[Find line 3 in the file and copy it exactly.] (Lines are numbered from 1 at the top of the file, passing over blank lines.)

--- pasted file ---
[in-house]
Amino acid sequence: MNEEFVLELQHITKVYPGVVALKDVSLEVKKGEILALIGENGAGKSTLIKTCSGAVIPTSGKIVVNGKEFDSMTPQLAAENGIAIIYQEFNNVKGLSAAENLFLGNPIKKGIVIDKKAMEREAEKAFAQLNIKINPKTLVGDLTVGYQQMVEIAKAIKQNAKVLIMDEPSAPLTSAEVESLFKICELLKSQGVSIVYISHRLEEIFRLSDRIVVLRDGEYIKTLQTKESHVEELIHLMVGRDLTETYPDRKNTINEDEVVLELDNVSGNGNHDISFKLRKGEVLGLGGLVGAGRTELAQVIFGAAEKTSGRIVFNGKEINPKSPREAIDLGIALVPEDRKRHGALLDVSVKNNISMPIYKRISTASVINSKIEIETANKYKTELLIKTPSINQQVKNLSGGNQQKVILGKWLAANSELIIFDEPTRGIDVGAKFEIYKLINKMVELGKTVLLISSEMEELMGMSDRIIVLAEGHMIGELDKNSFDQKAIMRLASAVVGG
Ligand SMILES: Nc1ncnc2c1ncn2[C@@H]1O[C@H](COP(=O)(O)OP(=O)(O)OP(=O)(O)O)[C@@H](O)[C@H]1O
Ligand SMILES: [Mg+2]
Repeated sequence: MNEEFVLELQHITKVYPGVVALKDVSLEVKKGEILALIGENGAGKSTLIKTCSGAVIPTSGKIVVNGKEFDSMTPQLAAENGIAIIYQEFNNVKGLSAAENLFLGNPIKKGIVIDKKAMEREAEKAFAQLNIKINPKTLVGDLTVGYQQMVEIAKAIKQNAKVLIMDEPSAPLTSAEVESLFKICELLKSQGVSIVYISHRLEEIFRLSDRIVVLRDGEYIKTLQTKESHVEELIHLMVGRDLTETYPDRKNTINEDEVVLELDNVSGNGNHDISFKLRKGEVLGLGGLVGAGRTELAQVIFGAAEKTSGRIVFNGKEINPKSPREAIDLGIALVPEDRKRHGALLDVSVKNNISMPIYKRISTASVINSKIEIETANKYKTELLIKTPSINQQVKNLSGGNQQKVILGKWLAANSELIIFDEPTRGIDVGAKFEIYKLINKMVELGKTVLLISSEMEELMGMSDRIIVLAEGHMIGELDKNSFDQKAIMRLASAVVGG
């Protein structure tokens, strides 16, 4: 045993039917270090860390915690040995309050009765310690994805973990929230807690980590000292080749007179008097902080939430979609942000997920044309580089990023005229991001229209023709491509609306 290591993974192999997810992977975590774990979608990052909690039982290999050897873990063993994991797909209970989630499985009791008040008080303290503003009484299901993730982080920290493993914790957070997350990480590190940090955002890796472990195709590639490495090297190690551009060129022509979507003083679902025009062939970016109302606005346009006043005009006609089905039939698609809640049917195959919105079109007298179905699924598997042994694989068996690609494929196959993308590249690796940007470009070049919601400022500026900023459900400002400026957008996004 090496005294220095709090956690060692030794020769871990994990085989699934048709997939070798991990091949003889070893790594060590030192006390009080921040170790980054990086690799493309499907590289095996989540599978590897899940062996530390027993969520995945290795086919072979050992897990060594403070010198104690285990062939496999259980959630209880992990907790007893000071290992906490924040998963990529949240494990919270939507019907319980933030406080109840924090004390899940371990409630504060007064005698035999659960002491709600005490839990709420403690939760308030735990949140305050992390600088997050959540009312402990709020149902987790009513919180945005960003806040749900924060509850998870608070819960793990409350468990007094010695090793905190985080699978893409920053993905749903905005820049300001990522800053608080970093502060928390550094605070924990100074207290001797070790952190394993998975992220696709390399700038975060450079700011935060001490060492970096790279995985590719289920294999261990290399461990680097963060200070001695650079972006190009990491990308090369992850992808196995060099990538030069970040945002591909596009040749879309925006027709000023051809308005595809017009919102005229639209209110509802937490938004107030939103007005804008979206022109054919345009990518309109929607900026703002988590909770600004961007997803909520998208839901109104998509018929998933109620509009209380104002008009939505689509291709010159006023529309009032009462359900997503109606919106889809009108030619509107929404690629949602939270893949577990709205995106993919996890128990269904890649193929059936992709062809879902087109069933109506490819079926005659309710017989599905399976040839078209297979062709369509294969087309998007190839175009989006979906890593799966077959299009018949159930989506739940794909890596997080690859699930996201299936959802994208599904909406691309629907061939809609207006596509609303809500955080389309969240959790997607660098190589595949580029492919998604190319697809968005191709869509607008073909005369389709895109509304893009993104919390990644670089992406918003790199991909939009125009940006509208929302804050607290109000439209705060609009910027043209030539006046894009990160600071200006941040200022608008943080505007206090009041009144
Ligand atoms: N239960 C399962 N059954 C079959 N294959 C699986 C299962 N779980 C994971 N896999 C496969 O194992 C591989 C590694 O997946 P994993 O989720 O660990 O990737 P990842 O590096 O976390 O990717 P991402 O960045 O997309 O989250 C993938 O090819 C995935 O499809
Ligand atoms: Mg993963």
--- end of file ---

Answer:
Ligand SMILES: Nc1ncnc2c1ncn2[C@@H]1O[C@H](COP(=O)(O)OP(=O)(O)OP(=O)(O)O)[C@@H](O)[C@H]1O